September 11, 2001.
With each passing year it becomes more apparent how much our lives were changed by attacks on American soil, not by another nation but by those who hold another ideal. An ideal that we cannot accept. An ideal that is opposed to The American Way of Life.
It has been 14 years and we continue to struggle to regain "normalcy." All the time we face the nagging fear that this is the new normal for America and the world.
So, what was it like on Sept. 11, 2001? For every American, there is a different story to tell. Here is mine.
My perspective is not much different than that of many reporters and editors.
I was living in Waveland and had just started a new job as the editor of a daily newspaper some miles away.
We had an early deadline. Our paper had to be ready to go to press at noon, when it was printed and distribution began about 1 p.m.
I went to work that morning, totally unaware of what the day was to bring.
The night before, my wife and I had celebrated our 23rd wedding anniversary. We had a tradition of going out to eat at the nearest Red Lobster each year and over our meal we would chat and reminisce about our years together.
We had two children. Our youngest had just graduated from Southmont and was a freshman at Franklin College. Our son had a good job and was dating a great girl of whom we totally approved.
I had changed careers and was happy to be a journalist for the past seven years, though I had been involved in freelance writing professionally since 1972.
On the evening of Sept. 10, 2001, we wondered what the next years of our lives would bring.
My habit was to arrive at the newspaper between 3 a.m. and 4 a.m. Later, I would learn how to do what we needed to do in that paper faster and be able to sleep in until 5 a.m.
There was a TV set in my cubicle. It was located behind me while I was putting the paper together, which never seemed to make sense.
We always had one of the 24-hour cable news channels on during the day, unless one of our reporters changed channels to watch her soap opera while I was at lunch.
Our TV channel of choice was MSNBC, though I thought seriously about changing stations.
The big story every morning was Chandra Levy, a young woman who was missing in Washington, D.C.. In 2002, her body would be found in a park near where she lived and worked. But, on 9-11-2001, she was still missing.
While I put the paper together, MSNBC, the Chandra Levy story and other news of the day droned on behind me.
"And the big story of the day -- Chandra Levy is still missing. No film at 11!" I thought, wondering how no news could be such a big news story.
I was returning to my desk from the washroom when MSNBC's coverage was replaced by the "Today" show and a picture of the New York City skyline. In the center of the picture was a building where smoke was rising and the reporter talked about a plane of undetermined sized that had hit one of the towers of the World Trade Center.
By that time, one or two reporters had arrived and we stopped what we were working on.
"Oh, that's too bad," someone said. "Do you suppose a small private plane got lost and hit the building?"
About then, we saw a streak and it soon became apparent a second plane had struck the same tower.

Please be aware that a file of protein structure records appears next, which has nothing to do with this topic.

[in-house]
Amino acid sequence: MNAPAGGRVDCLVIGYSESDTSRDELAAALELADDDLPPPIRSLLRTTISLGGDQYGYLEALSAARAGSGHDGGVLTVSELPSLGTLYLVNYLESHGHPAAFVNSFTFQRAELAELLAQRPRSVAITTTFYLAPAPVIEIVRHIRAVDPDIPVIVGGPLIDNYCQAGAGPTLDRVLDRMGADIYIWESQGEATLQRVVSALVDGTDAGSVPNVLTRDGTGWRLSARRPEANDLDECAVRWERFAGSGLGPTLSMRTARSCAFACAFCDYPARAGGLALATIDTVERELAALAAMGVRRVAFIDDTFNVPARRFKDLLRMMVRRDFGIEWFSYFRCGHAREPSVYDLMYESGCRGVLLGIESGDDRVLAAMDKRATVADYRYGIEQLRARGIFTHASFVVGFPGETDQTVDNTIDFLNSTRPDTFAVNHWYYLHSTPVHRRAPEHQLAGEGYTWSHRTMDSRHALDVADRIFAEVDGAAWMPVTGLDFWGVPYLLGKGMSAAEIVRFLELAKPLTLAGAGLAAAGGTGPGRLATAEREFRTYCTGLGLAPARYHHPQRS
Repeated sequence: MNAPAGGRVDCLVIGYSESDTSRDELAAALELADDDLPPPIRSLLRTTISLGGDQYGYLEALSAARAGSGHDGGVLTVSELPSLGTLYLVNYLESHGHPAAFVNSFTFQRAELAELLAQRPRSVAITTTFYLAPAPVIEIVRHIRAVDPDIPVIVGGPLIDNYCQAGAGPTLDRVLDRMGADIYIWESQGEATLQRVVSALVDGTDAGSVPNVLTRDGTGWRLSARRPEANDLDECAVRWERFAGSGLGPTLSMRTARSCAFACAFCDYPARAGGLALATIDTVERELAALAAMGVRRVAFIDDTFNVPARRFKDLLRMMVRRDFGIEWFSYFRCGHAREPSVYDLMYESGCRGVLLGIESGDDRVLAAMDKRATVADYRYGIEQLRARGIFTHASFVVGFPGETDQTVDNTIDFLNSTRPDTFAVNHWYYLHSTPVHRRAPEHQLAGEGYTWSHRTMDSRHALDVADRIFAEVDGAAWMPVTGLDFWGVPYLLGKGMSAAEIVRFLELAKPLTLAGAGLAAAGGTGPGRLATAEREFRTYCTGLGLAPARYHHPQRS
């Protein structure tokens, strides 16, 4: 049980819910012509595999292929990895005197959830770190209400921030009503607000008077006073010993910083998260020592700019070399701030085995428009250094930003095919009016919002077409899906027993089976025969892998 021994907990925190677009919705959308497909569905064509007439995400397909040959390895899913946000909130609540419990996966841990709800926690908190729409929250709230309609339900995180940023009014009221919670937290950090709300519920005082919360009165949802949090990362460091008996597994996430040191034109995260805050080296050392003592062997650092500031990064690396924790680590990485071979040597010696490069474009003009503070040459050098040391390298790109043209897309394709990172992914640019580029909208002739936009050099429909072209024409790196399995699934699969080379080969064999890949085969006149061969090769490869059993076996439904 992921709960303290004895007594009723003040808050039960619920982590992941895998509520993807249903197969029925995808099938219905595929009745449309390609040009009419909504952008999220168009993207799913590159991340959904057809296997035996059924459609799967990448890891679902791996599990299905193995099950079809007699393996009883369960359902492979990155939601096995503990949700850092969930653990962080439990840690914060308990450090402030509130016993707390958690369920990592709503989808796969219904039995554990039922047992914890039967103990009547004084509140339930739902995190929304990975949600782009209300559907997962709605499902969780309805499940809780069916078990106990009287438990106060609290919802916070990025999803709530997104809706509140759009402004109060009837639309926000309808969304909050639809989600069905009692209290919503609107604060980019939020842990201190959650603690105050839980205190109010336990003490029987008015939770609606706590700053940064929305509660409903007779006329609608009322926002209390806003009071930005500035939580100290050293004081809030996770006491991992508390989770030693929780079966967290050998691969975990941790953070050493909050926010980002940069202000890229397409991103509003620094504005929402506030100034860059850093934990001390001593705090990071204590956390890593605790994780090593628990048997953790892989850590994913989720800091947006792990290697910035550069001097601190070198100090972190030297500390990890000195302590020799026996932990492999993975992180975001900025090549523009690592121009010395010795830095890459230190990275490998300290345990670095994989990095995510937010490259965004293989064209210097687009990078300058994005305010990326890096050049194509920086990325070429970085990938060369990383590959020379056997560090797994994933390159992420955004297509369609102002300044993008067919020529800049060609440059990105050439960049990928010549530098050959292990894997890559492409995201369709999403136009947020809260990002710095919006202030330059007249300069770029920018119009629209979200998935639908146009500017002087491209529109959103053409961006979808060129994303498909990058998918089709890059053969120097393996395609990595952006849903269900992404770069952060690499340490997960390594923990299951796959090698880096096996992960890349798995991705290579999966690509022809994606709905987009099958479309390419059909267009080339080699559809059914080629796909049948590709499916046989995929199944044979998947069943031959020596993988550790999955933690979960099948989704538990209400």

I remember we were almost finished putting the paper together and I knew our front page would soon look very different from the one that was then on my computer screen.
The big story of the day became the attacks on the World Trade Center, the Pentagon and the passenger plane, apparently headed for the White House, that was crashed during a struggle by passengers and terrorists in the cockpit. Those passengers would forever be remembered as heroes for their bravery and their sacrifice that others might live.
After the paper went to press and I finished what I needed to do that day, I headed home. We had bought a house near my new job and we were packing to move from Waveland.
I couldn't help noticing how clear the sky was as I drove through the countryside of Parke County that afternoon. No planes overhead and no fading white plumes to mark their trail in the sky.
Of course not! All airplane flights were cancelled. It was just one indication of how serious the 9-11 attacks really were.
Around 5 p.m. I received a call from our newspaper. Our reporters were taking photos of long lines at gas pumps and gasoline price signs that approached $5 per gallon.
There was a wild rumor that the countries of the Middle East had shut off our supply of crude oil and too many oil companies took advantage of the rumor by allowing gas prices to reach insane levels. Later, the Indiana Attorney General's office would send out faxes telling local newspapers which gas stations in their area were being investigated for price gouging.
I would call one station manager on the list and she tried to tell me she had to follow Terre Haute's lead when they raised prices. Funny that when Terre Haute's gas prices fell she and her competitors didn't lower their prices.
Over the next few years, 9-11 would impact local news in many ways. The federal and state departments of Homeland Security would be formed and across Indiana and the rest of the United States a war mentality would develop.
Sept. 11, 2001 has been called this generation's Pearl Harbor. It may be. Both events were terrible. It can be argued that one was worse than the other but why make comparisons? Both dates, Dec. 7, 1941, and Sept. 11, 2001, left deep scars on America and to quote FDR, they are both dates "that will live in infamy." .
Next week, in a follow up column, we think about those heroes we honor each year for their service on Sept. 11.